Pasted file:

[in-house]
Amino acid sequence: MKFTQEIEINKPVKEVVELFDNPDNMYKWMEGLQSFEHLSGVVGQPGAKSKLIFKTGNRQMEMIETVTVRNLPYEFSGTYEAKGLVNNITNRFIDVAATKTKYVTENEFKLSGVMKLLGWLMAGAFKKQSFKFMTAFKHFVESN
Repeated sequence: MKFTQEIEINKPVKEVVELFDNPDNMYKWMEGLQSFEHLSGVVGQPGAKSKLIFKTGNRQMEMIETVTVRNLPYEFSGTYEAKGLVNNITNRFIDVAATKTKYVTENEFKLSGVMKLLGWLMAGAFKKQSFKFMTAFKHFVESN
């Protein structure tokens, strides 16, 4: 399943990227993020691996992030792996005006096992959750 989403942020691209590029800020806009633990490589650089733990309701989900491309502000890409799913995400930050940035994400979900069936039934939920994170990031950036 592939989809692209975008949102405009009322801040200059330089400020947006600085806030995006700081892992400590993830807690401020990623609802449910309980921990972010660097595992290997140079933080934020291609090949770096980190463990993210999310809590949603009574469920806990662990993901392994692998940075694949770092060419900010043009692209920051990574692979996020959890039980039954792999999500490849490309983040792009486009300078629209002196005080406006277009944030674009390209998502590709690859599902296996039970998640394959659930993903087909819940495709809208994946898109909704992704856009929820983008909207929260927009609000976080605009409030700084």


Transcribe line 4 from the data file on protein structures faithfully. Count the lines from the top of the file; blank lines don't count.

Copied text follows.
């Protein structure tokens, strides 16, 4: 399943990227993020691996992030792996005006096992959750 989403942020691209590029800020806009633990490589650089733990309701989900491309502000890409799913995400930050940035994400979900069936039934939920994170990031950036 592939989809692209975008949102405009009322801040200059330089400020947006600085806030995006700081892992400590993830807690401020990623609802449910309980921990972010660097595992290997140079933080934020291609090949770096980190463990993210999310809590949603009574469920806990662990993901392994692998940075694949770092060419900010043009692209920051990574692979996020959890039980039954792999999500490849490309983040792009486009300078629209002196005080406006277009944030674009390209998502590709690859599902296996039970998640394959659930993903087909819940495709809208994946898109909704992704856009929820983008909207929260927009609000976080605009409030700084």